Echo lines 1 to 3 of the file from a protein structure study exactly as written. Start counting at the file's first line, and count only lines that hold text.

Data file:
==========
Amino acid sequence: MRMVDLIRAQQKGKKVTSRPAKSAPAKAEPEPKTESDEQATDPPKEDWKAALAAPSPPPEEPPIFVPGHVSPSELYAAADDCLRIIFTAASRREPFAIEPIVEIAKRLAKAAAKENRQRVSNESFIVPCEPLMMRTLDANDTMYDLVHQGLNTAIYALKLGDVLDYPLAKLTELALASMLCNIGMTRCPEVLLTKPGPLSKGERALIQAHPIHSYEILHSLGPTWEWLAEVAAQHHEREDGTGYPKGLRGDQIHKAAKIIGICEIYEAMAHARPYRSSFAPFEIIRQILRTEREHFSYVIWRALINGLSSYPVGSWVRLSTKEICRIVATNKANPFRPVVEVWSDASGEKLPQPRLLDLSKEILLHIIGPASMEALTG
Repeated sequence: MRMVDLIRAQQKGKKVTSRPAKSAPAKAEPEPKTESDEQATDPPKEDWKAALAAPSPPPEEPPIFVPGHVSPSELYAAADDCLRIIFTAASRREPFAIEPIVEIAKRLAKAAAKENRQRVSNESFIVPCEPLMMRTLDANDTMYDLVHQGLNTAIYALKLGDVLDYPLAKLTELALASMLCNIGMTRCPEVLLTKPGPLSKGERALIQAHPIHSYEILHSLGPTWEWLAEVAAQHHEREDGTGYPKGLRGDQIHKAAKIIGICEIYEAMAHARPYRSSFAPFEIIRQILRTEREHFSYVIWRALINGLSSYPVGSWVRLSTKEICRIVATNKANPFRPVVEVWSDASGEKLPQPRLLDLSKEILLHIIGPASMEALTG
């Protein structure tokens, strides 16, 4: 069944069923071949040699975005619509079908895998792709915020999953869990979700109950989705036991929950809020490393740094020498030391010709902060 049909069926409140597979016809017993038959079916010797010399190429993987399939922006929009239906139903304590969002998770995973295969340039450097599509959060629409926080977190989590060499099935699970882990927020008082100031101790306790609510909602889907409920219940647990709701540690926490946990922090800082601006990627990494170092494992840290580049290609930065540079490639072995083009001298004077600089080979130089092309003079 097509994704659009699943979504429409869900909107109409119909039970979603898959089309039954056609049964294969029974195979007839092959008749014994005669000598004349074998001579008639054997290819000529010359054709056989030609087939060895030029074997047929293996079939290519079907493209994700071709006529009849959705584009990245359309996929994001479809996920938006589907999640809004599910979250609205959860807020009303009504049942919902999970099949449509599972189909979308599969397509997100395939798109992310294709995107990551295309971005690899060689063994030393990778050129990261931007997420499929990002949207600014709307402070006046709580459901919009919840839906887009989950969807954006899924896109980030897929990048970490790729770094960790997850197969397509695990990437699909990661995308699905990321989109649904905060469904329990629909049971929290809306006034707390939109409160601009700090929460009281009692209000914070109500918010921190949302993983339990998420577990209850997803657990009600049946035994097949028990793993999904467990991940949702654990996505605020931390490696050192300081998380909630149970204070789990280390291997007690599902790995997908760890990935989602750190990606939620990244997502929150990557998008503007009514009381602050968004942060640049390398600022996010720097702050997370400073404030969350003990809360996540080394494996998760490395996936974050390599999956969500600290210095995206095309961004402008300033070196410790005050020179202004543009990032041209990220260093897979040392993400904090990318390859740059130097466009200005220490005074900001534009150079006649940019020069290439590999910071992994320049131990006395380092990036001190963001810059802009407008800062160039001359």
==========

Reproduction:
Amino acid sequence: MRMVDLIRAQQKGKKVTSRPAKSAPAKAEPEPKTESDEQATDPPKEDWKAALAAPSPPPEEPPIFVPGHVSPSELYAAADDCLRIIFTAASRREPFAIEPIVEIAKRLAKAAAKENRQRVSNESFIVPCEPLMMRTLDANDTMYDLVHQGLNTAIYALKLGDVLDYPLAKLTELALASMLCNIGMTRCPEVLLTKPGPLSKGERALIQAHPIHSYEILHSLGPTWEWLAEVAAQHHEREDGTGYPKGLRGDQIHKAAKIIGICEIYEAMAHARPYRSSFAPFEIIRQILRTEREHFSYVIWRALINGLSSYPVGSWVRLSTKEICRIVATNKANPFRPVVEVWSDASGEKLPQPRLLDLSKEILLHIIGPASMEALTG
Repeated sequence: MRMVDLIRAQQKGKKVTSRPAKSAPAKAEPEPKTESDEQATDPPKEDWKAALAAPSPPPEEPPIFVPGHVSPSELYAAADDCLRIIFTAASRREPFAIEPIVEIAKRLAKAAAKENRQRVSNESFIVPCEPLMMRTLDANDTMYDLVHQGLNTAIYALKLGDVLDYPLAKLTELALASMLCNIGMTRCPEVLLTKPGPLSKGERALIQAHPIHSYEILHSLGPTWEWLAEVAAQHHEREDGTGYPKGLRGDQIHKAAKIIGICEIYEAMAHARPYRSSFAPFEIIRQILRTEREHFSYVIWRALINGLSSYPVGSWVRLSTKEICRIVATNKANPFRPVVEVWSDASGEKLPQPRLLDLSKEILLHIIGPASMEALTG
């Protein structure tokens, strides 16, 4: 069944069923071949040699975005619509079908895998792709915020999953869990979700109950989705036991929950809020490393740094020498030391010709902060 049909069926409140597979016809017993038959079916010797010399190429993987399939922006929009239906139903304590969002998770995973295969340039450097599509959060629409926080977190989590060499099935699970882990927020008082100031101790306790609510909602889907409920219940647990709701540690926490946990922090800082601006990627990494170092494992840290580049290609930065540079490639072995083009001298004077600089080979130089092309003079 097509994704659009699943979504429409869900909107109409119909039970979603898959089309039954056609049964294969029974195979007839092959008749014994005669000598004349074998001579008639054997290819000529010359054709056989030609087939060895030029074997047929293996079939290519079907493209994700071709006529009849959705584009990245359309996929994001479809996920938006589907999640809004599910979250609205959860807020009303009504049942919902999970099949449509599972189909979308599969397509997100395939798109992310294709995107990551295309971005690899060689063994030393990778050129990261931007997420499929990002949207600014709307402070006046709580459901919009919840839906887009989950969807954006899924896109980030897929990048970490790729770094960790997850197969397509695990990437699909990661995308699905990321989109649904905060469904329990629909049971929290809306006034707390939109409160601009700090929460009281009692209000914070109500918010921190949302993983339990998420577990209850997803657990009600049946035994097949028990793993999904467990991940949702654990996505605020931390490696050192300081998380909630149970204070789990280390291997007690599902790995997908760890990935989602750190990606939620990244997502929150990557998008503007009514009381602050968004942060640049390398600022996010720097702050997370400073404030969350003990809360996540080394494996998760490395996936974050390599999956969500600290210095995206095309961004402008300033070196410790005050020179202004543009990032041209990220260093897979040392993400904090990318390859740059130097466009200005220490005074900001534009150079006649940019020069290439590999910071992994320049131990006395380092990036001190963001810059802009407008800062160039001359």